An off-duty soldier is being hailed as a hero after he saved the lives of several children during Saturday’s mass shooting at a Walmart in El Paso, Texas.
Army PFC Glendon Oakley Jr., a 22-year-old automated logistical specialist assigned stationed at Fort Bliss, was among the hundreds of customers shopping at the Cielo Vista Mall in El Paso when a gunman opened fire at a nearby Walmart.
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At least 20 people were killed and dozens more were wounded in the shooting.
The suspected shooter has been identified as a 21-year-old Dallas man named Patrick Crusius, an apparent Trump supporter who allegedly wrote in an anti-immigrant manifesto that he was against “race mixing.”
Crusius was taken into custody at the scene without incident, police said.
Glendon Oakley—who just came home from a tour in Kuwait about four months ago—says he was shopping at a sporting goods store inside the mall when a young child ran into the store shouting about an active shooter at Walmart.
He said he didn’t believe the kid at first, but when he exited that store and started walking towards the neighboring Foot Locker, that’s when he heard the gunfire with his own ears.
“I got my license to carry so I pulled my gun out,” Oakley told local news station KTSM. “I just started to hide.”
The Foot Locker closed the gates in front of the store’s entrance as a precaution, Oakley said, but terrified shoppers forced their way inside.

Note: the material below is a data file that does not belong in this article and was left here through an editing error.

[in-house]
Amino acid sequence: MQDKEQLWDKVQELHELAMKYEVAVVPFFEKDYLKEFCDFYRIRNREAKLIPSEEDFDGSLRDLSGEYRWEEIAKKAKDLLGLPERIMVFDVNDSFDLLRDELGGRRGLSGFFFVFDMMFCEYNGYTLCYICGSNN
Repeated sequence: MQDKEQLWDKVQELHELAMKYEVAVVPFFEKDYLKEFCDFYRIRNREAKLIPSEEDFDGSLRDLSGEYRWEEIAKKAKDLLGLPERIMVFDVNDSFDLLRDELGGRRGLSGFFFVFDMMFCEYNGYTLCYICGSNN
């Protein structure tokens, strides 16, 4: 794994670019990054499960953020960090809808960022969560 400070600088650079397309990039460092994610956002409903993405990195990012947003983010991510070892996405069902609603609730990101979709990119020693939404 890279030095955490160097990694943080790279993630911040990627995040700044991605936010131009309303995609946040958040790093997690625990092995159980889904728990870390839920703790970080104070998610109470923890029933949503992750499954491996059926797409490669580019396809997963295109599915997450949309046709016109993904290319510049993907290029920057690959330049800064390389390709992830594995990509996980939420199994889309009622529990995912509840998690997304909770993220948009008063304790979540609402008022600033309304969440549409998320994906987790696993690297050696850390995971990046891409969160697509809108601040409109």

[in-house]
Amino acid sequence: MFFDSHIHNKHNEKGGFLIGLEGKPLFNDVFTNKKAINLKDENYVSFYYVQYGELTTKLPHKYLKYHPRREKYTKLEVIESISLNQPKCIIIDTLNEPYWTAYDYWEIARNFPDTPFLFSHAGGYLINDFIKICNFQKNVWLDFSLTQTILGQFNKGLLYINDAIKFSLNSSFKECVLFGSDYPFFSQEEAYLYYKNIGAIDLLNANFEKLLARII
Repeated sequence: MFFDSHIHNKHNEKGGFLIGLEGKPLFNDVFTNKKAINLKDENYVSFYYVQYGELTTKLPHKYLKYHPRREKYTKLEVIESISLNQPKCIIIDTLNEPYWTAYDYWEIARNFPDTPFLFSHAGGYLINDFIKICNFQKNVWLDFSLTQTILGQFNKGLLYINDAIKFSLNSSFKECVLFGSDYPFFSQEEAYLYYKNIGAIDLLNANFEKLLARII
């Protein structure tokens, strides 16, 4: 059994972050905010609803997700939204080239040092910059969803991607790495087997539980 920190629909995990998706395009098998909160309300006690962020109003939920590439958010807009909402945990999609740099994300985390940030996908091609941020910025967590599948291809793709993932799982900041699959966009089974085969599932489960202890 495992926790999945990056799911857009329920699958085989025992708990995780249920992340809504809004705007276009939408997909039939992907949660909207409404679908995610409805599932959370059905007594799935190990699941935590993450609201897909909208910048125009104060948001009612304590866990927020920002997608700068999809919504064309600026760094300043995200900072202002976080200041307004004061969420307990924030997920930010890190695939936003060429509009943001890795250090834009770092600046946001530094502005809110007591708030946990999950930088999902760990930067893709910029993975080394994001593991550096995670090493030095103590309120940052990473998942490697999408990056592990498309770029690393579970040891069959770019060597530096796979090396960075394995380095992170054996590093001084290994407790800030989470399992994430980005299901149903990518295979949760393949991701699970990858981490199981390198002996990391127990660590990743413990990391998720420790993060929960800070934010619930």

Eventually, everyone decided to make a run for the mall exits, and Oakley followed behind as an impromptu rear guard for the group.
As Oakley and the others were running to safety, they came across a group of about a dozen or so children in one of the mall’s open play areas screaming for their parents.
Oakley said he tried to get other fleeing bystanders to help, but none of them would stop.
“I didn’t even think. I just grabbed as many kids as I could and ran five stores down to the exit,” he told Task & Purpose. “We got there and ran into a whole batch of police pointing their guns at us. I wasn’t focused on myself, and I wasn’t focused on my surroundings … I was just focused on those kids.”
Oakley said the police stopped him because he had a weapon, but they let him go after he proved he had the proper permit to carry it.
Despite his military training, Oakley said he was “scared for [his] life,” but he couldn’t help but think about the children first.
“I was worried about those kids, man,” he told KTSM. “I wasn’t even worried about myself.”
Oakley said he wished more people would have helped him save more children.
“I heard four kids died,” he said. “I wish I could have gotten more kids out of there. I wish those guys who ran would have stayed … I just think, what if that was my child? How would I want some other man to react?”
After a pause, he said: “I wish they had some sense of service.”